Like Steve, I have felt very little need to comment on the Sheehan story. No one can question the sincerity of her grief at the loss of her son. However, a post on TAPPED this morning causes me to break the silence. Garance Franke-Ruta offers the following quote from a Dana Milbank article in WaPo:
In a broader sense, none of the particulars about Sheehan matters: not her remarks about Israel and neocons, not her lefty politics, not her divorce and not whether shes entitled to a second presidential audience. What matters is her ability is to serve as an icon, a symbolic rallying point for an antiwar movement. And all she needs to achieve that is the moral claim she already has, being the mother of a kid who was killed in Iraq.
I find this a bit ironic, because I have serious doubts about whether the source of her standing--her fallen son Casey--would have wanted her to do this. I spent 5 months in Iraq last year reporting for NRO and the Ashbrook Center, and I met a lot of Caseys—men who felt a sense of duty to serve, and men who understood why they were there. Remember: Casey did not just volunteer, he re-upped after the war started. The men in Iraq were appalled by the attempts of politicos in the U.S. to use the deaths and injuries of their comrades as anti-war rallying cries. They were appalled by Senator Kennedys grandstanding about the casualties as evidence of quagmire.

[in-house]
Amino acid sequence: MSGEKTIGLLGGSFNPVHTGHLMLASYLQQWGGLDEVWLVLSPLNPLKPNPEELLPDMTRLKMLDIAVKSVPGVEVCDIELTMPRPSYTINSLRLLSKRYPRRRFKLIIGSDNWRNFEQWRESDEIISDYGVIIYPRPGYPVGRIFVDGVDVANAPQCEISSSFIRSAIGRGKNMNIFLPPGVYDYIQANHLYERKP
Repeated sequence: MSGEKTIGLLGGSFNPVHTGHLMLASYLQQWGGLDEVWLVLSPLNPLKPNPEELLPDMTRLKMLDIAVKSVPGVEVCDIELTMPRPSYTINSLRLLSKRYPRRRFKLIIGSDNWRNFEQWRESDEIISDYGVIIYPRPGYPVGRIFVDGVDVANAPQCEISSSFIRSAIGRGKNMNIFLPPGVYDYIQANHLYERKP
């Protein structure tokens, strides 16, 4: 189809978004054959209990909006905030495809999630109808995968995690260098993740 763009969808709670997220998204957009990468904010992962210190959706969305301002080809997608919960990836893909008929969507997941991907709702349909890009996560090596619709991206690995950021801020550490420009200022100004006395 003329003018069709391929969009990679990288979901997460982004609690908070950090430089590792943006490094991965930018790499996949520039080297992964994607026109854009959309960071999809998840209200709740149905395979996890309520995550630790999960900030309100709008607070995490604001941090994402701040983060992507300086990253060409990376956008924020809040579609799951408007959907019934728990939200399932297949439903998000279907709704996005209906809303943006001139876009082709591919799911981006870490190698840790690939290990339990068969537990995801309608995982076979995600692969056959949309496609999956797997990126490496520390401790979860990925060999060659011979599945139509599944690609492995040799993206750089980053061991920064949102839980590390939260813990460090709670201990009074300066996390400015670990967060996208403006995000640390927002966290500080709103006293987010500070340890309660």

I must admit that I had my own fears about being used in such a way, which is why I wrote an article for Ashbrook and NRO which, thankfully, was never published. You see, my parents are liberal, and opposed the war. I feared that if I were killed in Iraq, either my parents, or Ted Kennedy-types might use my passing for their political ends. Admittedly, I do not think that my parents would have taken to the media blitz of Sheehan, but I could understand how their own politics might have entered into conversations with reporters who called, and the reporters could have used it to forward an agenda that I had seen far too vividly among the reporter-class in Iraq. I therefore drafted a final article which I left with my office, explaining why any politicization would be inappropriate based upon my experiences in Iraq. It is the sort of letter that I think most soldiers, who see the day-to-day good that is occurring in Iraq, would also likely write, given their comments to me in the field. Casey left no such letter to my knowledge, and while I cannot speak for him, my own experience with soldiers on the ground and with my parents, who I love but with whom I disagree, gives me graves doubts as to whether Cindy speaks for him either.